The giant fix
- Telangana: Five alleged SIMI activists shot dead on way to court
- LIVE Andhra Pradesh: At least 20 killed as police open fire on smugglers
- RBI Governor Rajan keeps policy rate unchanged on fears of food inflation
- Cleaning dirty mouths of BJP leaders: Sena to PM
- SC refers pleas challenging validity of NJAC to constitution bench
That's the IPL. Take it to the cleaners, for a thorough scrub down
Frankly, it is too tempting not to start this Saturday's National Interest with a "we told you so". On May 10, 2008, K. Shriniwas Rao, then in the brilliant Indian Express sports bureau, laid bare clubby connections, convenient corporate morality and the many conflicts of interest in the IPL in a comprehensive story headlined, most aptly, 'Indian Parivar League'. It brought me an angry late night call from Lalit Modi. But not a single fact has ever been denied. I, as an incorrigible cricket — and IPL — enthusiast, also contributed my bit ('Conflicts of Cricket', National Interest, June 20, 2009, goo.gl/bgP8K). But the IPL environment was too testosterone- and cash-driven to bother about any such aberration. The BCCI, in any case, is the most cosily multi-partisan political body in India. One where arch antagonists such as Rajiv Shukla and Narendra Modi, Arun Jaitley and C.P. Joshi, can all work together with a team spirit they wouldn't display even at the point of a gun in Parliament.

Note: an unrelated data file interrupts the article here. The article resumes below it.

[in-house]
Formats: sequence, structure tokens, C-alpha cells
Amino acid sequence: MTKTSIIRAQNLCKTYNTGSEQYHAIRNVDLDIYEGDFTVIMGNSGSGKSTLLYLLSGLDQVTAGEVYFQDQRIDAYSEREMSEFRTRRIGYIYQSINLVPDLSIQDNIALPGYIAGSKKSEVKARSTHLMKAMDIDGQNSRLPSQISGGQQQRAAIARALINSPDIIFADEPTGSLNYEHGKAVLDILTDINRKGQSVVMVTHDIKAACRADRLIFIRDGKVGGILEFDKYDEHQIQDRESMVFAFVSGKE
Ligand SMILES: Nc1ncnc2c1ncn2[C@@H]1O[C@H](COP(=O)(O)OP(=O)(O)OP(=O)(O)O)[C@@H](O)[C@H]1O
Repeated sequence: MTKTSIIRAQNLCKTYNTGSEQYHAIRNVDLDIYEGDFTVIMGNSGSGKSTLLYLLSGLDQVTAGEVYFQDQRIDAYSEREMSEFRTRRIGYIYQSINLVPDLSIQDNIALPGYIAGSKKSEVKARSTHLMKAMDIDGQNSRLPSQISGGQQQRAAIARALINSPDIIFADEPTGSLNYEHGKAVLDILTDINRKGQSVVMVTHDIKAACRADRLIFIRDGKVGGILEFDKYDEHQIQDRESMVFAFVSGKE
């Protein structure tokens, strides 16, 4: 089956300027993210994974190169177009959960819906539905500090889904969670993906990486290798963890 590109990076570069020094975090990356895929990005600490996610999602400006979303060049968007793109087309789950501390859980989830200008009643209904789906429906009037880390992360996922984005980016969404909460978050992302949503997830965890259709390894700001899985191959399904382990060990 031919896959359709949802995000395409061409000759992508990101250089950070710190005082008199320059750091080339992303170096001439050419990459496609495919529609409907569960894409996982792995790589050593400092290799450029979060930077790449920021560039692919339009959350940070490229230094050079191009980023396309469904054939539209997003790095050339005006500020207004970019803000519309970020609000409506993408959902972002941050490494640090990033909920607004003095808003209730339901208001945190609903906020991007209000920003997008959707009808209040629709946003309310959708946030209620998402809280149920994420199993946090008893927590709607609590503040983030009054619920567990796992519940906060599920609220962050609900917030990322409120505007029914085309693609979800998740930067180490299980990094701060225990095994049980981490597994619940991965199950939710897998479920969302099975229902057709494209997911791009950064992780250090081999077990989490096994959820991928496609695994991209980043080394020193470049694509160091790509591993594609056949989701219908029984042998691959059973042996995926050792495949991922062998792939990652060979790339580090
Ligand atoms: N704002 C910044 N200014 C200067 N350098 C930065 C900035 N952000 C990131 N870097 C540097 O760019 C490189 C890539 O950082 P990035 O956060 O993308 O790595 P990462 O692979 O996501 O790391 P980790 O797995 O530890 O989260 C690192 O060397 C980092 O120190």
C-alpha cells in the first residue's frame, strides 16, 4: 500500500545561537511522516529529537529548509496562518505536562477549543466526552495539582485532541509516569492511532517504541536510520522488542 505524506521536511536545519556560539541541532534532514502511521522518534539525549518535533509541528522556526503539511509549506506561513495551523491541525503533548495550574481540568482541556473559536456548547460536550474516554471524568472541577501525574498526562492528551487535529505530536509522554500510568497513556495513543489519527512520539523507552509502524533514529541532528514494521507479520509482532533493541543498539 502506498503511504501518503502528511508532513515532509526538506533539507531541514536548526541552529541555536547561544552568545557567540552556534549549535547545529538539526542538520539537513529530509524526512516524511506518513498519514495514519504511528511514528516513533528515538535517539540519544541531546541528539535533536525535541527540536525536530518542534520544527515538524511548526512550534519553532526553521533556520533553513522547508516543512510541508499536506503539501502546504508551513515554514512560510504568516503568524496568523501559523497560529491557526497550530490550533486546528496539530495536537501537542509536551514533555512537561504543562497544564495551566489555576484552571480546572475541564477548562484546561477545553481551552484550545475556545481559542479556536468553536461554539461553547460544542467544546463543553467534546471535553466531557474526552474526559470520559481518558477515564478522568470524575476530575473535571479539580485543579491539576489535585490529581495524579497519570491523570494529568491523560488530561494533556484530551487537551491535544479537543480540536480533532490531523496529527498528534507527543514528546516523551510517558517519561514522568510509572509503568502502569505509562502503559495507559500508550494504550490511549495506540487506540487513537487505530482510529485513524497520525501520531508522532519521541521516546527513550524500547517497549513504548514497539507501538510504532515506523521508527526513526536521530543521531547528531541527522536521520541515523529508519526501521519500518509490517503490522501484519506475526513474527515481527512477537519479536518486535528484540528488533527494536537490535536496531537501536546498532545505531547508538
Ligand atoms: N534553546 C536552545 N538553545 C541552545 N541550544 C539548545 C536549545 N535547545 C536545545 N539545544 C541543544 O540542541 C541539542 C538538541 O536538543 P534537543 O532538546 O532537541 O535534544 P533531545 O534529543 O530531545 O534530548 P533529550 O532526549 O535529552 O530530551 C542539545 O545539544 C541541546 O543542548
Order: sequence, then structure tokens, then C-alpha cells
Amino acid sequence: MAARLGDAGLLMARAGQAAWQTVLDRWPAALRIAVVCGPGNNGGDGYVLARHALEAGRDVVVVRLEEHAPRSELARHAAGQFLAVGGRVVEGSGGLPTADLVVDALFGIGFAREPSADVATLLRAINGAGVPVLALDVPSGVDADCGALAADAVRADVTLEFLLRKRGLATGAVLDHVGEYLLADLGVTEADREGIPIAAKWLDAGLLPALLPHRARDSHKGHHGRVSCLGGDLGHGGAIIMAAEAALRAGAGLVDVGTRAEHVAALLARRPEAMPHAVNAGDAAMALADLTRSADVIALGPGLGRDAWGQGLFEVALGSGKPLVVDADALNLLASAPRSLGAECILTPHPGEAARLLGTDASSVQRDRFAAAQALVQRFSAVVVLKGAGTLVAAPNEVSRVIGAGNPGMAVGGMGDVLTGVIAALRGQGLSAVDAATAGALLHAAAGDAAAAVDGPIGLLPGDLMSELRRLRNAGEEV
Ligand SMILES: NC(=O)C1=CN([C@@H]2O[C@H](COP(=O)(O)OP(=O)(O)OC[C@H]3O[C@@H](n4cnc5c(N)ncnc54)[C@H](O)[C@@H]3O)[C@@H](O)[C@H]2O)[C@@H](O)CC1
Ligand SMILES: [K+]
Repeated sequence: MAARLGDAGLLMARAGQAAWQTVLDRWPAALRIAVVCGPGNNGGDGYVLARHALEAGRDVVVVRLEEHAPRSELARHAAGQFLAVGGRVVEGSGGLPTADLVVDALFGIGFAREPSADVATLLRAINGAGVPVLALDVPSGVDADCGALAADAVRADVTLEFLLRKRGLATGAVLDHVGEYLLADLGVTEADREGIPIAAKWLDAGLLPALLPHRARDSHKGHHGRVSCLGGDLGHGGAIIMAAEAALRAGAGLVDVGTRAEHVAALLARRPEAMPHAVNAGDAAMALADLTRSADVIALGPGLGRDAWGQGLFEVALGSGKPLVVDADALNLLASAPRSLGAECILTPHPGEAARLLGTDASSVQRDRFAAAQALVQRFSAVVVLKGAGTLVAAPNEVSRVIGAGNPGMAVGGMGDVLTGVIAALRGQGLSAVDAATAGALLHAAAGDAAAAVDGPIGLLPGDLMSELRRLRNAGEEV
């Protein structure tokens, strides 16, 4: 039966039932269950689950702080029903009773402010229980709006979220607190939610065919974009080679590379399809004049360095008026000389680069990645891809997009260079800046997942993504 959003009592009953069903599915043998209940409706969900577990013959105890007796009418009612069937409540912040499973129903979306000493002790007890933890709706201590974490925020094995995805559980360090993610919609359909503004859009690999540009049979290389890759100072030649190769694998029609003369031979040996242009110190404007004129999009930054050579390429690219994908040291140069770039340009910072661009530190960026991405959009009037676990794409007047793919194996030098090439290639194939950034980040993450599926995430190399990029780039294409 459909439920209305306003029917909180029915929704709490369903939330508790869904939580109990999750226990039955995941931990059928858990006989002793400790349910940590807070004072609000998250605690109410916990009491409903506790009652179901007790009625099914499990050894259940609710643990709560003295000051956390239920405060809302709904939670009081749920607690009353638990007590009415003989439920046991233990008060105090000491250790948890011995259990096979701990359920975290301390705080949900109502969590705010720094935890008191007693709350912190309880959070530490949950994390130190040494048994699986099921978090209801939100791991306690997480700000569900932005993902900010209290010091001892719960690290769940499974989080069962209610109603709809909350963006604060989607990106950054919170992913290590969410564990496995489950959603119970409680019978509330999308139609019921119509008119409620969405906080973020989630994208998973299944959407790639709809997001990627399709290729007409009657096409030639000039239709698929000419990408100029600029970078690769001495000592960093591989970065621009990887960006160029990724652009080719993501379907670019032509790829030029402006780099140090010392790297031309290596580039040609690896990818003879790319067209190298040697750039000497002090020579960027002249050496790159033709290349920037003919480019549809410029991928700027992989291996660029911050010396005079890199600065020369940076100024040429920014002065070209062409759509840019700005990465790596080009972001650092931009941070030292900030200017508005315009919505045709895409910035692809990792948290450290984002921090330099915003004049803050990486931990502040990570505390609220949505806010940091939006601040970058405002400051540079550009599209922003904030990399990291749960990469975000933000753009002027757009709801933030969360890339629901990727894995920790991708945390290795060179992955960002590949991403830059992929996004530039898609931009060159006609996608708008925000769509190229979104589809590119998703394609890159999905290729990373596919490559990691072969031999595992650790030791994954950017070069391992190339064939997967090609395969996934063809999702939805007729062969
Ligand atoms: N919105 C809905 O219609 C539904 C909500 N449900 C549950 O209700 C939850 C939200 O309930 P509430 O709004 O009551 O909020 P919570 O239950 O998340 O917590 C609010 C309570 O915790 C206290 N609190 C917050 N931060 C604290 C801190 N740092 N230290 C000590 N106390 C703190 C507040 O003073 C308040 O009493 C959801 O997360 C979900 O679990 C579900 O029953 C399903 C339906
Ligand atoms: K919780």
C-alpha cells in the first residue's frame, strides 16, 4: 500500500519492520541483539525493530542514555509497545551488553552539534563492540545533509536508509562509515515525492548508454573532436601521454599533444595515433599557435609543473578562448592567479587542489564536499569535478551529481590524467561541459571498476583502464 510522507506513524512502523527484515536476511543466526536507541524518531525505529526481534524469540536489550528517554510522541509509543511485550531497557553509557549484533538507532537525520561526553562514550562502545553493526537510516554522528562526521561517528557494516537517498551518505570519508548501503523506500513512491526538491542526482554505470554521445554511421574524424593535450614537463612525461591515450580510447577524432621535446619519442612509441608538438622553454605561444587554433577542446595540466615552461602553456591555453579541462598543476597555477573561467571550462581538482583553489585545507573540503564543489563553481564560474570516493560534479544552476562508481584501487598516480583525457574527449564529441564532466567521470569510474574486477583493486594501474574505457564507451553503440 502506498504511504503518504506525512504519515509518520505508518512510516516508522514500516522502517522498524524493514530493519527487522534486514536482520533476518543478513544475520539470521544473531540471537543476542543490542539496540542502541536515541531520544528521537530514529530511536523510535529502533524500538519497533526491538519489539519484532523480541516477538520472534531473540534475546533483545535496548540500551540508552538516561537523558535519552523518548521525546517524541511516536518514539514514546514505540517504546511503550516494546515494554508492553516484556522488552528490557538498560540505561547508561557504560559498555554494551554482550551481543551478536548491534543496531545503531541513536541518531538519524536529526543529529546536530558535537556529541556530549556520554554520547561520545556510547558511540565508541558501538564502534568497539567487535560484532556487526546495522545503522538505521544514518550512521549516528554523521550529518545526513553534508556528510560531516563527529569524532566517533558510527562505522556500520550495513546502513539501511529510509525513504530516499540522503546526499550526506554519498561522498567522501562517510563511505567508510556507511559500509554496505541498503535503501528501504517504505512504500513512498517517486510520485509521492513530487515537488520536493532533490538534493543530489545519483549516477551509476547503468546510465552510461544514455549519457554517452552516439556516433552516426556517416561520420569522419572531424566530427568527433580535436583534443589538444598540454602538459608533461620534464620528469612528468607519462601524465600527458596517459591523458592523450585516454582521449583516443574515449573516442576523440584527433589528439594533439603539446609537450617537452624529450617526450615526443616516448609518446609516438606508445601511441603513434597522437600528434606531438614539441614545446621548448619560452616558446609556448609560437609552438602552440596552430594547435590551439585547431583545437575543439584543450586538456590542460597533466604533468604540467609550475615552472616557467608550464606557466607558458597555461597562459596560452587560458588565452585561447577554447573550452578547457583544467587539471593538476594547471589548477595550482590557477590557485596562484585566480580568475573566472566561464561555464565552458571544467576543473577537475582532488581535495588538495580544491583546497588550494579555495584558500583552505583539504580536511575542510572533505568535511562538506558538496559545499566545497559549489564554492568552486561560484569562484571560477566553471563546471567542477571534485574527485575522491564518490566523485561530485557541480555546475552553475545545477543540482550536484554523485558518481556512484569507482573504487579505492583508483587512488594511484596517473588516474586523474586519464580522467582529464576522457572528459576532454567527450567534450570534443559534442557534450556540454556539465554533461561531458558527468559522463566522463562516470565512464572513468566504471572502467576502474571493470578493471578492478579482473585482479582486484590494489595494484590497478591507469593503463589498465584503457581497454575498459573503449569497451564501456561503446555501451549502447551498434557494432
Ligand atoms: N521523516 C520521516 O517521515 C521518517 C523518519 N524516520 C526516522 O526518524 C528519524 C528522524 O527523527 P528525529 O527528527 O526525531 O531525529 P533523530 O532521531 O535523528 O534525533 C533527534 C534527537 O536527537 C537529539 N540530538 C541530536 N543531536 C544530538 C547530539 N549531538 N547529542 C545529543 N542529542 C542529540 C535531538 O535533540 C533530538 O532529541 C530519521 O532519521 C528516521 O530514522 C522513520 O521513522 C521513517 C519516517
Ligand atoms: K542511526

It was so arrogant at that point that when the Central government said it couldn't guarantee security for the league, which coincided with national elections, within six months of the 26/11 attacks in Mumbai, instead of considering a rescheduling, the IPL moved to South Africa, unmindful that it would hurt India's image. After all, the only other country to shift its cricket overseas on security grounds has been Pakistan. Google the images of that edition of the IPL, and you will find the incredibly stupid and pompously "legend in my own eyes" image of Lalit Modi, giving away freebies from IPL profits to schools in black and underprivileged neighbourhoods after each match, as if he was the head of some oil-rich Gulf sheikhdom, or Mahatma Gandhi in a time machine. And IPL-controlled cameras and rented commentators followed his every movement as if he was Elvis Presley and Jerry Maguire — sorry, Tom Cruise — rolled into one. Then, when stuff hit the fan, as so many of us had feared and predicted, the other honchos of the BCCI got together and threw all the blame on Lalit Modi and sent him into exile in London.